By Matthew Thomas | Guest Writer
In my part of the world, wind gusts are the stuff of legend — and reality. Fully loaded semitrailers have been known to blow off the highway onto their sides from them. Tall buildings are designed to sway or flex with the wind. We have mile after mile of ghostly gray-white windmills silently generating electricity. These winds are known to break rigid structures, while flexible ones survive the buffeting.
One of the reasons strategic plans get shelved before their time boils down to the plan’s ability to flex with changing conditions.
One of the reasons strategic plans get shelved before their time boils down to the plan's ability to flex with changing conditions — internal successes and failures, of course, but more often changes in the organization's external environment. Plans with incredible precision but without flexibility are often the first casualty of early success.
On-the-fly adjustments will always be necessary. Nevertheless, many organizations find building those adjustments into plans to be a considerable challenge. As is human tendency, we end up in a polarity of excessively detailed, layered, branched flowcharts, or making it up as we go, knowing it will all work out in the end.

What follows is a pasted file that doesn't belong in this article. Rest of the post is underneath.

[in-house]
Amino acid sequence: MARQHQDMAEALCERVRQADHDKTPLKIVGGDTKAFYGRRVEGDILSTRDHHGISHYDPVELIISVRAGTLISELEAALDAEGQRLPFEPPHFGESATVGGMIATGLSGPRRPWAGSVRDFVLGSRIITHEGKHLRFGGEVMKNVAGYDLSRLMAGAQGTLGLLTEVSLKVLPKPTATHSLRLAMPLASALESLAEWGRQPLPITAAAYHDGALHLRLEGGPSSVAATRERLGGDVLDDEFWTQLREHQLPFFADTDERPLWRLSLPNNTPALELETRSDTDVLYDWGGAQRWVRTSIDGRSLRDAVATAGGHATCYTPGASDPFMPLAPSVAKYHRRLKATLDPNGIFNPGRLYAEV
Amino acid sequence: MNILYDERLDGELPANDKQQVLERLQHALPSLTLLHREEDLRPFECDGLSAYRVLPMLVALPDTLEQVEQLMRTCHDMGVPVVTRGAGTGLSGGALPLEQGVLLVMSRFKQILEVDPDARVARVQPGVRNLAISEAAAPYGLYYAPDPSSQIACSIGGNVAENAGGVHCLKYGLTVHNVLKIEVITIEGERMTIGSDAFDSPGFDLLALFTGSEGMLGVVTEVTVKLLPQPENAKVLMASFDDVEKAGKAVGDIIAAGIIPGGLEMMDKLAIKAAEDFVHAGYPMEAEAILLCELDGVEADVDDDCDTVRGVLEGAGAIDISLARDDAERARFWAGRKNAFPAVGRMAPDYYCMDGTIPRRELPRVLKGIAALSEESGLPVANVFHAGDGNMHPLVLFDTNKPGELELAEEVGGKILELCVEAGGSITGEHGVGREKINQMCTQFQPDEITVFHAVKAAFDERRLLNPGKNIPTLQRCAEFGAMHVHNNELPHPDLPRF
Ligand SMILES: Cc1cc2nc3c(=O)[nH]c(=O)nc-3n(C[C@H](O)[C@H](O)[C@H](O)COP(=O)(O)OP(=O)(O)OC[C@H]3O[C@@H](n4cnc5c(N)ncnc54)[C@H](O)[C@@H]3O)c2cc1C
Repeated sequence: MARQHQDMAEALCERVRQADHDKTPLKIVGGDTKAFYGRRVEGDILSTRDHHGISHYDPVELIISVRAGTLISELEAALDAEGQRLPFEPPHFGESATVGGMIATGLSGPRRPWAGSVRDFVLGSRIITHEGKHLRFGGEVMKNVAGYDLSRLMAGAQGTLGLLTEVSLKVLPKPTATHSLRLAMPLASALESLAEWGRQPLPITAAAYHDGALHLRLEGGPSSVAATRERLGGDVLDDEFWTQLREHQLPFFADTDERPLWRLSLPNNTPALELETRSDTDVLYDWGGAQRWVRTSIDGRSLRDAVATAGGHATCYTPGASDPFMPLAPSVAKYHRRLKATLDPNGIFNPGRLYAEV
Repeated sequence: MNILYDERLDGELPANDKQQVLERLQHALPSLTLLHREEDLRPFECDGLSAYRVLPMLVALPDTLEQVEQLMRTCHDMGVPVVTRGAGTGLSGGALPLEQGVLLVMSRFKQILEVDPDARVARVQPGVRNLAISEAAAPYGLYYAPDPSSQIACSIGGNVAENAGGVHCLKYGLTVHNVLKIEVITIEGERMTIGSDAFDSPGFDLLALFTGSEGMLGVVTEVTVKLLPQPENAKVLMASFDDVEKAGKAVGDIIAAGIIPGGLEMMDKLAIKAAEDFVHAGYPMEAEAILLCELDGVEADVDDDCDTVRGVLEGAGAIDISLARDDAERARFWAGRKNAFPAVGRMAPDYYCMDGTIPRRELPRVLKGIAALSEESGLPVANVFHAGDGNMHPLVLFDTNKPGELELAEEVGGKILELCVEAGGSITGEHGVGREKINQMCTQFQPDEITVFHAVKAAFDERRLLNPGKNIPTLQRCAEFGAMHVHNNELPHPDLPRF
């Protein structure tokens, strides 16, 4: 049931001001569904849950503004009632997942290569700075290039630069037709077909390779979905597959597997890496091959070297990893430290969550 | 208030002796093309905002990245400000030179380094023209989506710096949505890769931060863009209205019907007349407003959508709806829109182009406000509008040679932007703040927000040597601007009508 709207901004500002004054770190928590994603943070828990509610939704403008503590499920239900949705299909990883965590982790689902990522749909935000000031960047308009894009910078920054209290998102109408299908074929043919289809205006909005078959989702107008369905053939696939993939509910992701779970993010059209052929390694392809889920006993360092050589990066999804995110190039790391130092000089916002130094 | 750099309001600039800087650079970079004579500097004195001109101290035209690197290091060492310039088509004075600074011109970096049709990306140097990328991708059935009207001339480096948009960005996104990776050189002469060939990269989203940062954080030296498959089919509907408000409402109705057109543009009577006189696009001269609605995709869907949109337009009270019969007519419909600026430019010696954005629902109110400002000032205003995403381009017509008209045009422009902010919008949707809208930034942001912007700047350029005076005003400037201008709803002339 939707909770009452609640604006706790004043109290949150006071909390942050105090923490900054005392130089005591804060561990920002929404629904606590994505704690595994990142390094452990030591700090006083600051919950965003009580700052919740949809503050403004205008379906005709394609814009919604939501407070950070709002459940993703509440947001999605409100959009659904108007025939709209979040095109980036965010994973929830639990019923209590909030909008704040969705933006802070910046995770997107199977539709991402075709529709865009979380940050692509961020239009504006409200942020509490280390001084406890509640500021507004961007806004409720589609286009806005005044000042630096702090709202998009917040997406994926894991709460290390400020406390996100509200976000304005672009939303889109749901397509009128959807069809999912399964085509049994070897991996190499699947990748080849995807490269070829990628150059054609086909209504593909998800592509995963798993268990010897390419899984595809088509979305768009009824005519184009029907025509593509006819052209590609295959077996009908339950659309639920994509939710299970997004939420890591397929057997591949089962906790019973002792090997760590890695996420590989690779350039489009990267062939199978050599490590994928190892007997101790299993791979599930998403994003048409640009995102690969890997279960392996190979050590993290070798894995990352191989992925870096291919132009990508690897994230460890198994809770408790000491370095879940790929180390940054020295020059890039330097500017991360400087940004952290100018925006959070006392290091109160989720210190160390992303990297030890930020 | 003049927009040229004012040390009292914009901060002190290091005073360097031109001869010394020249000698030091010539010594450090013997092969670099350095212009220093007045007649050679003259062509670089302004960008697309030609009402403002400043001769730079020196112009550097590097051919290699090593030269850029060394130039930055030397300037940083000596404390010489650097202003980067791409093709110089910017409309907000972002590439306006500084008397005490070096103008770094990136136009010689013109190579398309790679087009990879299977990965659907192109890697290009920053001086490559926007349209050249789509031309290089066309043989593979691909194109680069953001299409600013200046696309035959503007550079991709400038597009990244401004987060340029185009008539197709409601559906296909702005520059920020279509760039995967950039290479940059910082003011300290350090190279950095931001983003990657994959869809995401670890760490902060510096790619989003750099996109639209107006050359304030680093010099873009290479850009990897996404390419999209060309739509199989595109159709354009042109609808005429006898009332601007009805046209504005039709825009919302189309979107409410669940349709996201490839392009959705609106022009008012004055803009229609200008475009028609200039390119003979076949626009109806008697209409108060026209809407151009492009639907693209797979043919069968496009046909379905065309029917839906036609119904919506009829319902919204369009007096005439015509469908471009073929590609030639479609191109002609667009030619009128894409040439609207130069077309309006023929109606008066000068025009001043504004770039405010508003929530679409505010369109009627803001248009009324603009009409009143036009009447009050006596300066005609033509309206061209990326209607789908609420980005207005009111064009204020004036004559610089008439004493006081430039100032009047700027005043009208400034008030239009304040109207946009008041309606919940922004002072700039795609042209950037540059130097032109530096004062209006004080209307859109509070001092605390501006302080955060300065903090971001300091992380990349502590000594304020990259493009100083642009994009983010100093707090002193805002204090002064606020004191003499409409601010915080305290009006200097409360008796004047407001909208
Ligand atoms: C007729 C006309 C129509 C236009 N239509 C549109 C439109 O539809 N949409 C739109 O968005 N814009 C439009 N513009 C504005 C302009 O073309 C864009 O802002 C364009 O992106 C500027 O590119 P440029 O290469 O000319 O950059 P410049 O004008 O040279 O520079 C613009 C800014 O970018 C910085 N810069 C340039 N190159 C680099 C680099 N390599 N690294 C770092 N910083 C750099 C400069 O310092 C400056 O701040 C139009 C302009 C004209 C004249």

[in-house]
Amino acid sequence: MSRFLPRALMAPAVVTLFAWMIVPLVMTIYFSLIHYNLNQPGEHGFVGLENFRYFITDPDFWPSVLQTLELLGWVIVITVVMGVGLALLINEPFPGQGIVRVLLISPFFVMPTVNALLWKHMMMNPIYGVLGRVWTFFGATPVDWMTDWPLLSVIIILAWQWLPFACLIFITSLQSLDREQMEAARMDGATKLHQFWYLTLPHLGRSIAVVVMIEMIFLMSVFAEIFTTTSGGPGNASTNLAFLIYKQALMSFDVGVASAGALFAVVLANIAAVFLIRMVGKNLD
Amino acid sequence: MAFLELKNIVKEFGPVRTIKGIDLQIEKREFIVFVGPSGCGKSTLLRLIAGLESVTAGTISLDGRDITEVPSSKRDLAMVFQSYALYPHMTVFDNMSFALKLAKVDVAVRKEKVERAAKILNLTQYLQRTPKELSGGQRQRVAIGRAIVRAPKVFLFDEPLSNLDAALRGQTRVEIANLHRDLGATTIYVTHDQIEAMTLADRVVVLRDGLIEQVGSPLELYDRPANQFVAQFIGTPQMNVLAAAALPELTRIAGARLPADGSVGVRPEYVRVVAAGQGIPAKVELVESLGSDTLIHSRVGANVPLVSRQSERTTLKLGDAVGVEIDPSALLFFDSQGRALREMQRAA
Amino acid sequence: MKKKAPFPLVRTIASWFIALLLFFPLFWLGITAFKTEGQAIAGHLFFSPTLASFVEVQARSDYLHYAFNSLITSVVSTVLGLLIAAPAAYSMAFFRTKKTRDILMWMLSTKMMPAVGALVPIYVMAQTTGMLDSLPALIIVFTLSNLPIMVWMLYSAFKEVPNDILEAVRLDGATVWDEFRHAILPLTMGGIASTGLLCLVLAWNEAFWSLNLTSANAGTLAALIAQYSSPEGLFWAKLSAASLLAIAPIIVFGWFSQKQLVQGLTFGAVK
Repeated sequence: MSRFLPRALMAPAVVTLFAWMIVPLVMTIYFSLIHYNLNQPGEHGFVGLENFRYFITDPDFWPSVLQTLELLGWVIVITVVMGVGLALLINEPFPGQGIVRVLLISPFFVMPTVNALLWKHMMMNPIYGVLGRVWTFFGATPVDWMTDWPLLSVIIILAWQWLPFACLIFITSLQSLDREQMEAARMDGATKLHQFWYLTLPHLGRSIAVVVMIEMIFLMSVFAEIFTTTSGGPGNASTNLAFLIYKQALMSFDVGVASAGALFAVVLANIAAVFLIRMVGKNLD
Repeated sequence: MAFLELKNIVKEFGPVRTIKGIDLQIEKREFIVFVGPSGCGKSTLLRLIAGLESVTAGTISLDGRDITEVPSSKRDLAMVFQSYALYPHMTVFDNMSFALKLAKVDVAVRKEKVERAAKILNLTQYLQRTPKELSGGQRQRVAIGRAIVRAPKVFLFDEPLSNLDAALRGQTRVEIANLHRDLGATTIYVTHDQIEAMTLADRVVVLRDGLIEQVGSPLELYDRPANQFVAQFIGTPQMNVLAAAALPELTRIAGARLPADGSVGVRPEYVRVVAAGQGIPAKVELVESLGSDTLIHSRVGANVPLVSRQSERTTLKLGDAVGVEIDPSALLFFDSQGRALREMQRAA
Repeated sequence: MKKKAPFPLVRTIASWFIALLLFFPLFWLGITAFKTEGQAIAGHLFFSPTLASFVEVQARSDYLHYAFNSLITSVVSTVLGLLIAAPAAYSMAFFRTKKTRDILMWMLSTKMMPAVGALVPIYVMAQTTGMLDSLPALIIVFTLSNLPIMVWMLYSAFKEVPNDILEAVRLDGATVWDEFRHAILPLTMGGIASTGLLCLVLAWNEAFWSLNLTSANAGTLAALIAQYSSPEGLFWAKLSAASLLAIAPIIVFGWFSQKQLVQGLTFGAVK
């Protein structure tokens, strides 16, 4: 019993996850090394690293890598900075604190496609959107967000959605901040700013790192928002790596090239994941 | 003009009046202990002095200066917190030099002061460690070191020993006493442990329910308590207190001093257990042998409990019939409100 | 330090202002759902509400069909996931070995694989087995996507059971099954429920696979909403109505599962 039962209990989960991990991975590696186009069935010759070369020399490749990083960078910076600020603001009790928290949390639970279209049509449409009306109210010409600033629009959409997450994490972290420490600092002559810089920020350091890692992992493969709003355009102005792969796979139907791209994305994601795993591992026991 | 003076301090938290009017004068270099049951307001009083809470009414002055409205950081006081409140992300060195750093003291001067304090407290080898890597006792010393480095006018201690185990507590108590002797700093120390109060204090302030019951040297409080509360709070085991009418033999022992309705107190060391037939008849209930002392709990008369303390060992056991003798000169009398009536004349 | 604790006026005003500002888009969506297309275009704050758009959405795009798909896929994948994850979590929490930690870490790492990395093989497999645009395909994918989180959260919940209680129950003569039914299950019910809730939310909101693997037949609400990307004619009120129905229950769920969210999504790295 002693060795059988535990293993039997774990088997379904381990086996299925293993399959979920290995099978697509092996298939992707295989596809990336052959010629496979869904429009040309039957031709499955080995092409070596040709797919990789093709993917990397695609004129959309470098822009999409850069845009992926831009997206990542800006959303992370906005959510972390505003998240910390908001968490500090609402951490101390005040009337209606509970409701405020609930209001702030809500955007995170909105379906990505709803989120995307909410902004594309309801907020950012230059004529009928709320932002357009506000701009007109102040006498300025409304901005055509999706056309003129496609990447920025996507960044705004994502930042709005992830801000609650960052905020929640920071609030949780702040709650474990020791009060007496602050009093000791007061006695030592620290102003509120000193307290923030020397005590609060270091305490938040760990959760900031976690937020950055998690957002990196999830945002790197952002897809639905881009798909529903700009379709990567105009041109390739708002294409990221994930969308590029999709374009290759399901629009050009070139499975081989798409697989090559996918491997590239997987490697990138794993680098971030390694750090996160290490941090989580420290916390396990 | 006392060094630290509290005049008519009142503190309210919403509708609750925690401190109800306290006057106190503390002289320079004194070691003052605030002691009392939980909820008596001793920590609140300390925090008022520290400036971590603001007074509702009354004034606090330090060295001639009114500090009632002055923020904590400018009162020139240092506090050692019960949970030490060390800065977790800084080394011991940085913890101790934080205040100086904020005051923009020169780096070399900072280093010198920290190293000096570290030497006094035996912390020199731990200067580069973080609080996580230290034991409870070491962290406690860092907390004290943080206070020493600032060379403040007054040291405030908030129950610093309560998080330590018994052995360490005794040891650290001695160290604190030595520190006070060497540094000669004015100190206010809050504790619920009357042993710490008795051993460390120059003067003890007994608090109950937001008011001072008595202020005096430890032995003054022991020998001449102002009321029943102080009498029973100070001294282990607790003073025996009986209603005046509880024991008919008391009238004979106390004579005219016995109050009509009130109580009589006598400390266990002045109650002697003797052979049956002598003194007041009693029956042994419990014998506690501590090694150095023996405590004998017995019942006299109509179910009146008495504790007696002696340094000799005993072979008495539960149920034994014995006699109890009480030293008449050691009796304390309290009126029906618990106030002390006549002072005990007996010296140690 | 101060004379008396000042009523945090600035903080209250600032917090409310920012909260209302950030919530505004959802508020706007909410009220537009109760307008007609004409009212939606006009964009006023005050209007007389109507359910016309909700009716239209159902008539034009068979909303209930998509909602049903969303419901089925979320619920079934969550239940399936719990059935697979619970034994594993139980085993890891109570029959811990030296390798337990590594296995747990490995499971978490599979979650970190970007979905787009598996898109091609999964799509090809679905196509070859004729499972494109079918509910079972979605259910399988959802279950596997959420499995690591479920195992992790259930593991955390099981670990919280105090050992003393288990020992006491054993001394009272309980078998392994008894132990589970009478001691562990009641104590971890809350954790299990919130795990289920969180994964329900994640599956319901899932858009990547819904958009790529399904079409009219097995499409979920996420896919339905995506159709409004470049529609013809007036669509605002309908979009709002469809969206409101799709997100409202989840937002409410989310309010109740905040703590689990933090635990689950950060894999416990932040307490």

Two approaches, working in tandem, help to keep plans clear and on track, even while navigating through windy conditions.
1. Clear Communication Plans
This sounds like a no-brainer. It is, but. Communication plans often struggle when purpose isn't clear, when lack of trust is (or even appears to be) the driver and when plans don't display mutual benefit to all parties involved. Those things quickly change communication plans into dreaded paperwork. Clear communication plans keep information flowing where it needs to in ways that improve everyone's capacity to complete their work.
2. Strategic Triggers
These are aspects of solid strategic plans developed by leadership teams that posit a variety of situations across major sectors of the organizational environment to which the leaders will need to respond. Perhaps the stock market rises (or drops) 40 percent in a month. Perhaps new regulations that affect core business come into effect, or old ones expire. Most industries have specific things they watch. This just puts them in place and creates a series of "first thoughts" about what might be done under those new circumstances: whether the plan has to be reworked from first principles, whether minor adjustments can be made or, more typically, something in between.